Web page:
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iPhone 5 Won't Work in Your Car? We May Have the Solution

CARS.COM — There I was last Friday, a happy new iPhone 5 owner about to drive home in a 2013 Chevy Spark with the latest multimedia system on the market.

I plug the new Lightning connector into the iPhone 5 and the USB into the car’s port.

The Spark’s 7-inch screen says “Loading” with a ring of circles spinning around and then … nothing.

The smartphone reads, “This accessory not supported.” The accessory is a $16,000 car.

I’m a bit devastated and drive home listening to talk radio.

Over the weekend, I tried out the iPhone 5 in my wife’s car, a 2010 Subaru Outback and then my in-laws’ 2012 Acura TSX, and it isn’t working in either of them.

I may have discovered a huge flaw in the new iPhone’s system, I think to myself. This story will break the blog’s traffic records.

I get to the office on Monday morning after a weekend of testing the iPhone’s maps, camera, applications — you name it — and shoot off a bunch of emails to automakers about their cars not working with the latest device now owned by 5 million potential car shoppers.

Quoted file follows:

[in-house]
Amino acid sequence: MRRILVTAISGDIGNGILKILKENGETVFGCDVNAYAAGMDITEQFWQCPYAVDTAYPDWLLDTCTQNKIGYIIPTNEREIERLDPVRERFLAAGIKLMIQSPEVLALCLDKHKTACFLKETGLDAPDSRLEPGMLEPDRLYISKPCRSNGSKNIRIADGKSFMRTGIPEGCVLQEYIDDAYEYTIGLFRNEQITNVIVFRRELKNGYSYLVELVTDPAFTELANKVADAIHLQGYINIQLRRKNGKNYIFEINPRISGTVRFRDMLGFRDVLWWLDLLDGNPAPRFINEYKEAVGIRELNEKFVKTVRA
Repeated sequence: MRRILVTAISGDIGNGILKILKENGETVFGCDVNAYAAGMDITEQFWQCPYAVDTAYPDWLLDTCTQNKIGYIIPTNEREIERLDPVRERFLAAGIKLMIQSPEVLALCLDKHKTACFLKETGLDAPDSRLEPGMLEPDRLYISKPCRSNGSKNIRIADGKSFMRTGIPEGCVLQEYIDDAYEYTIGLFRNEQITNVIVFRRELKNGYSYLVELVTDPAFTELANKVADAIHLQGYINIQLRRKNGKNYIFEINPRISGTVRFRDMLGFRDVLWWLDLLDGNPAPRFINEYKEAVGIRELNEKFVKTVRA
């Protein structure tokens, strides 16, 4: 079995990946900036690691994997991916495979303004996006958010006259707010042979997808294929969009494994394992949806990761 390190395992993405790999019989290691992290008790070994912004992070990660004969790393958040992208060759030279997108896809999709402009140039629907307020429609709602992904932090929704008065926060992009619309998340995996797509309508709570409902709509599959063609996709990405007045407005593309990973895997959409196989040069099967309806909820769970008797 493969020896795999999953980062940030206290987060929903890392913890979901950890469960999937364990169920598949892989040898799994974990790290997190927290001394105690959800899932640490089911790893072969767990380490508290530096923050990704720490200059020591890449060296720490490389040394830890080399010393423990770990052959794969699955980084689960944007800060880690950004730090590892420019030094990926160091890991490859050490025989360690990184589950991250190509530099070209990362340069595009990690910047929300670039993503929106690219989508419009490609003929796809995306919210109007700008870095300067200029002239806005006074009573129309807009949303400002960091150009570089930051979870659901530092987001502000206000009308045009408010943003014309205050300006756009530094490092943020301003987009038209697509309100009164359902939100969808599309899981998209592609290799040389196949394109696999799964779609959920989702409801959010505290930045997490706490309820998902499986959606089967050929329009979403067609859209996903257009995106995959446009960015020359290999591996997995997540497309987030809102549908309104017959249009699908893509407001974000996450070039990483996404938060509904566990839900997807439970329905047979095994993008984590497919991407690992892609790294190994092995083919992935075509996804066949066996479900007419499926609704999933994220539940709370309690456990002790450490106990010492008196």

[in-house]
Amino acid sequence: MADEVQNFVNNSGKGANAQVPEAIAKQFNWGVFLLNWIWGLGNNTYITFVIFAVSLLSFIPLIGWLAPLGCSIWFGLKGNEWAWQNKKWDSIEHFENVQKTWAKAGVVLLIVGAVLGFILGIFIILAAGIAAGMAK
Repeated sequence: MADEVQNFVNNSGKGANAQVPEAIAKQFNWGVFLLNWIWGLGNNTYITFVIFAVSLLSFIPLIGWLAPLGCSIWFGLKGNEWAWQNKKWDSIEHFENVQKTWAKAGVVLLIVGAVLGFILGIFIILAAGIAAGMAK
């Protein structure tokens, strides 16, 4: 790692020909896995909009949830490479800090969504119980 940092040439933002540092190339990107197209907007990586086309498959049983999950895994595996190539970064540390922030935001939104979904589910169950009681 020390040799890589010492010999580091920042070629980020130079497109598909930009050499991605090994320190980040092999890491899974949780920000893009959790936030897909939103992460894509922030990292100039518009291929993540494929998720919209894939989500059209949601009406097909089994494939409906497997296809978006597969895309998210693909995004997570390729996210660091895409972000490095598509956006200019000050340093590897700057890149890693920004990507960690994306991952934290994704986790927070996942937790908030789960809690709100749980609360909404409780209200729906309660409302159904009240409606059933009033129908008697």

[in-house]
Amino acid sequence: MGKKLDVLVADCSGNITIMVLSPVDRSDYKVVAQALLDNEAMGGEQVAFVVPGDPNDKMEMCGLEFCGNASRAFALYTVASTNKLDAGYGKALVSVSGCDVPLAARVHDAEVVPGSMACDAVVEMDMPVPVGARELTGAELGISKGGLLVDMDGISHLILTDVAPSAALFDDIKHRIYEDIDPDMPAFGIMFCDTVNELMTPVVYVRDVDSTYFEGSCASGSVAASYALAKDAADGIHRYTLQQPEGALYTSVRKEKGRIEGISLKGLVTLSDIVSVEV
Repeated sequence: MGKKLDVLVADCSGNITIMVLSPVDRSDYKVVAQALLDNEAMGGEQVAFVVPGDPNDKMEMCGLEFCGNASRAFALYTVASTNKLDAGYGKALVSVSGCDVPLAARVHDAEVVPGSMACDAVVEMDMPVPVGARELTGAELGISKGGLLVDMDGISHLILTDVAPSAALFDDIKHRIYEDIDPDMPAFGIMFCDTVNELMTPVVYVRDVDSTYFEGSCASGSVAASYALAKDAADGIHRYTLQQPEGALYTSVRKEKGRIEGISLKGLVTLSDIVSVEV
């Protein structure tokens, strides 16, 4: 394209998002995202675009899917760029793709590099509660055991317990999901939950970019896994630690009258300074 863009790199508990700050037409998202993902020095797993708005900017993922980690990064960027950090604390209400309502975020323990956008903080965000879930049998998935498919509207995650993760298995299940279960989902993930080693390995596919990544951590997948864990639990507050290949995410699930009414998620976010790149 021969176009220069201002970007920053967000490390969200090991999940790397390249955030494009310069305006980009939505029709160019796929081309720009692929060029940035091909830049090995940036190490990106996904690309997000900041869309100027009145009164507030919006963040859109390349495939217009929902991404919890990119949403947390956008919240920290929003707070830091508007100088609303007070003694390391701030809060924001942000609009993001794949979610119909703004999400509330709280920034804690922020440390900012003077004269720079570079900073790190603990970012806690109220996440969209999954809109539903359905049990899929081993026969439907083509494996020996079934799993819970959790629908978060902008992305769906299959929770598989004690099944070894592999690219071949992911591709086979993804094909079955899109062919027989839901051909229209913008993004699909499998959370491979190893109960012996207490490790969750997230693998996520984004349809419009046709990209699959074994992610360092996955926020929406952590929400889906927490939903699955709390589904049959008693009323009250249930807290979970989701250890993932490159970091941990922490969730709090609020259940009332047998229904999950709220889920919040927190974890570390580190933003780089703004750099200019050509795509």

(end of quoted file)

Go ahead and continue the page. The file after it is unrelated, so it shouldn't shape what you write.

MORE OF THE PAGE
They scramble to find the cause of the problem.

GM is shocked since it’s been working with an iPhone 5 beta for the new Spark, and Apple had the car at its Cupertino, Calif., campus for testing purposes, too.

When I heard that, I thought maybe this is just my iPhone. I turn to Google.

Google doesn’t find any issues like mine. Twitter, nope. Facebook, nada.

Soooo, it’s just me.

I head out to shoot a video of said Spark with both my iPhone 5 and my iPhone 4, which I’ll need as a prop to show off the multimedia system. Then I decide to turn the new phone off.

In my 72 hours of ownership, I hadn’t actually done that. I’d been handed the iPhone with it already turned on and had just been charging it ever since.

I turn it back on and spend the next few hours shooting said video. At the end of the shoot, I decide to try out the iPhone 5 in a 2013 GMC Terrain. The iPhone 5 works perfectly and syncs in just seconds. I’d kind of forgotten the off-and-on trick and get back into the Spark. It’s working there now, too!

And in our Outback and a Dodge or two I drove this morning.

So, my dreams of tech web domination are shot, but at least I now know how to answer anyone who’s having trouble getting their new iPhone 5 to work in their car.

Just turn it off.

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